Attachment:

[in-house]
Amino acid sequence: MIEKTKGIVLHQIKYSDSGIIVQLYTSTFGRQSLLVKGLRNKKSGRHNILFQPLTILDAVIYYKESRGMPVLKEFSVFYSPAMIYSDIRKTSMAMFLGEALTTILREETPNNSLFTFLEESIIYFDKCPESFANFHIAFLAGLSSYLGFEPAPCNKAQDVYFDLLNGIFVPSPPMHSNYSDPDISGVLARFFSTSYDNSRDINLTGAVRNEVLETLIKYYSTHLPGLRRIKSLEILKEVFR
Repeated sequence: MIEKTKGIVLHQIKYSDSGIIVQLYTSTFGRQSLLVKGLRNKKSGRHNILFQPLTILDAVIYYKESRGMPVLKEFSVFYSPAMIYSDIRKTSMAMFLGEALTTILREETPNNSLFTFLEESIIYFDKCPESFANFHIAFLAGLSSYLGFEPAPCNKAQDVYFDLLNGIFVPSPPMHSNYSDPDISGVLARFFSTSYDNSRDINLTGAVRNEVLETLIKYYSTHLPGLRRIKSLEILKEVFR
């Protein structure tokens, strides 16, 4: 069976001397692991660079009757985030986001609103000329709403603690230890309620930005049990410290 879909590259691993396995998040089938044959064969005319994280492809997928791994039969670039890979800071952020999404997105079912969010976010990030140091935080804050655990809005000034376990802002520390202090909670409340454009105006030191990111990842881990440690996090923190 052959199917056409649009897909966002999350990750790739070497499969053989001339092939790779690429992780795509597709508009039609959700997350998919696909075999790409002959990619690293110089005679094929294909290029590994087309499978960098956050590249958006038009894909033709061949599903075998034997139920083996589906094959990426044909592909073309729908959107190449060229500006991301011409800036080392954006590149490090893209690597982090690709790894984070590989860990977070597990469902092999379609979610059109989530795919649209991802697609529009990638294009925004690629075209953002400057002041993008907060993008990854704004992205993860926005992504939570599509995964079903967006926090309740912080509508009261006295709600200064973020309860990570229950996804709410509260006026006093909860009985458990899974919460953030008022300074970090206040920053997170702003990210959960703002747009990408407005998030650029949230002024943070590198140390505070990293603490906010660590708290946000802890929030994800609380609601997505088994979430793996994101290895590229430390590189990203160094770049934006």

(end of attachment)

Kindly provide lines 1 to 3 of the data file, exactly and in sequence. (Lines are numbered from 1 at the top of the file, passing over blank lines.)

[in-house]
Amino acid sequence: MIEKTKGIVLHQIKYSDSGIIVQLYTSTFGRQSLLVKGLRNKKSGRHNILFQPLTILDAVIYYKESRGMPVLKEFSVFYSPAMIYSDIRKTSMAMFLGEALTTILREETPNNSLFTFLEESIIYFDKCPESFANFHIAFLAGLSSYLGFEPAPCNKAQDVYFDLLNGIFVPSPPMHSNYSDPDISGVLARFFSTSYDNSRDINLTGAVRNEVLETLIKYYSTHLPGLRRIKSLEILKEVFR
Repeated sequence: MIEKTKGIVLHQIKYSDSGIIVQLYTSTFGRQSLLVKGLRNKKSGRHNILFQPLTILDAVIYYKESRGMPVLKEFSVFYSPAMIYSDIRKTSMAMFLGEALTTILREETPNNSLFTFLEESIIYFDKCPESFANFHIAFLAGLSSYLGFEPAPCNKAQDVYFDLLNGIFVPSPPMHSNYSDPDISGVLARFFSTSYDNSRDINLTGAVRNEVLETLIKYYSTHLPGLRRIKSLEILKEVFR